The Evolving Vision of a Kodiak Artist


Maggie Wall/KMXT

Nobody stays the same so you’d expect an artist to grow and her work to change through the years.

A former Kodiak artist once known for her pretty paintings of flowers and scenery now paints many abstract canvases filled with the blacks and reds of pain and anguish.

Houng came to Kodiak in the 1970s as a refugee from the Vietnam War. She taught herself to paint as a way to heal from the war and as a way to support herself and her young son.

People familiar with her Kodiak work will remember the water color flowers, the green leaves and the blue ocean. She also did a number of colorful prints of cannery workers and one especially comical one of the Harbormaster’s Building with fishing boats in the foreground. The couple getting it on in the one boat raised a lot of eyebrows among some of the community and laughter from other segments.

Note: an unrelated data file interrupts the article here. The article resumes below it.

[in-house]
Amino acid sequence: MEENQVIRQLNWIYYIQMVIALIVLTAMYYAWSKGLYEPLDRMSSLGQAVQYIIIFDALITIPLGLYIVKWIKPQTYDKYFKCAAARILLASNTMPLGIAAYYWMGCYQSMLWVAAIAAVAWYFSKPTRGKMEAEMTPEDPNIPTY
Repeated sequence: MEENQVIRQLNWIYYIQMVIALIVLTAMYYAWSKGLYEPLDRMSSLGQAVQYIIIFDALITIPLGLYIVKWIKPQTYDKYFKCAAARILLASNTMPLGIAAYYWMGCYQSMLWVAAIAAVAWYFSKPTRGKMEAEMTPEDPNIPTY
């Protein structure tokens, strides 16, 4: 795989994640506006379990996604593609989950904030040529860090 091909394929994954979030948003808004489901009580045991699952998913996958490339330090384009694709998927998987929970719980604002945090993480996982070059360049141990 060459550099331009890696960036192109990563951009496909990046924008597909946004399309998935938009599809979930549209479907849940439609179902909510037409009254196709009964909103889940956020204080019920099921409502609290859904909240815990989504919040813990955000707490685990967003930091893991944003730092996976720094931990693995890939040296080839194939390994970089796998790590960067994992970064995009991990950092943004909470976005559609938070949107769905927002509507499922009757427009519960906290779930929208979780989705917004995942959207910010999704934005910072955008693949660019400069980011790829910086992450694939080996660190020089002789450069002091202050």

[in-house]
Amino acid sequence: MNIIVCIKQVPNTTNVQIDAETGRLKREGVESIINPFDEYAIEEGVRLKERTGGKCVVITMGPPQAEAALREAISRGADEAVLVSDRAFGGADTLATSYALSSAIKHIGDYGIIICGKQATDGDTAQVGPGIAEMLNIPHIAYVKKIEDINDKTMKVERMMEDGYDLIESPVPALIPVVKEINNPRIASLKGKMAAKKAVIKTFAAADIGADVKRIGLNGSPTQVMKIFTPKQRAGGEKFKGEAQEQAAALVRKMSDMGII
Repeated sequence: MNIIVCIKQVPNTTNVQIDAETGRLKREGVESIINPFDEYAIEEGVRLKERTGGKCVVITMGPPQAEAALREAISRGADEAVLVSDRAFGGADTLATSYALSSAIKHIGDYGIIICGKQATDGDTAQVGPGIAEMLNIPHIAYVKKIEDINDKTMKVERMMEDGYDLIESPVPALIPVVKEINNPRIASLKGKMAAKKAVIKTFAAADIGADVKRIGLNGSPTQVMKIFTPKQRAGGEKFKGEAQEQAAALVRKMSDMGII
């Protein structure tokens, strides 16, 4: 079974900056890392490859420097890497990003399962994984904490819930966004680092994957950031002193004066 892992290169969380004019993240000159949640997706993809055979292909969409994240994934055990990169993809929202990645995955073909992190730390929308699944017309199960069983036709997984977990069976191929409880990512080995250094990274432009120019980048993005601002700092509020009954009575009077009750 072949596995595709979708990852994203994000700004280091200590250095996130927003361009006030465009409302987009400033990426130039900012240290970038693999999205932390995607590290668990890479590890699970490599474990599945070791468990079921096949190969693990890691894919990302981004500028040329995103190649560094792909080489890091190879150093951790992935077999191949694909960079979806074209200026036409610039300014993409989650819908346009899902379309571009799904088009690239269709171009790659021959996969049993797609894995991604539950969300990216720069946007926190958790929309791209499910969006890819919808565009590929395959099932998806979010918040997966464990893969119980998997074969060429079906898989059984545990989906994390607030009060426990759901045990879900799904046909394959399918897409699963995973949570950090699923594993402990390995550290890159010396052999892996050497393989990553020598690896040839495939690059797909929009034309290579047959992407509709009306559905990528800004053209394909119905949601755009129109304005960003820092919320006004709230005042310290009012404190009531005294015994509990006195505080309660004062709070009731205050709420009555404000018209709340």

Houng says those colorful paintings represented that particular stage of her life. A diary of sorts documenting the happy times of her new life in America:

–(((Houng 1 :19 "The brush gave me…never understood what peace mean.")))

Houng left Kodiak and Alaska to see what the rest of the country held for her. She says she learned more about war and peace and how the Vietnam War affected her. Her painting during this period reflected the pain, the heartache and the blood-shed of war.

Then came the Gulf Wars in Iraq. Her new husband’s brother was killed in the first Iraq War. Her art once again became a diary of what she saw and experienced:

–(((Houng 2 :30 "I look at all…and record it.")))

More recently Houng documented the BP Oil Spill in the Gulf of Mexico. Again, the dark colors of pain and loss.

–(((Houng 3 :58 But then the BP Oil Spill started…oil spill of the century.")))

Former Kodiak artists Houng.

I’m Maggie Wall.

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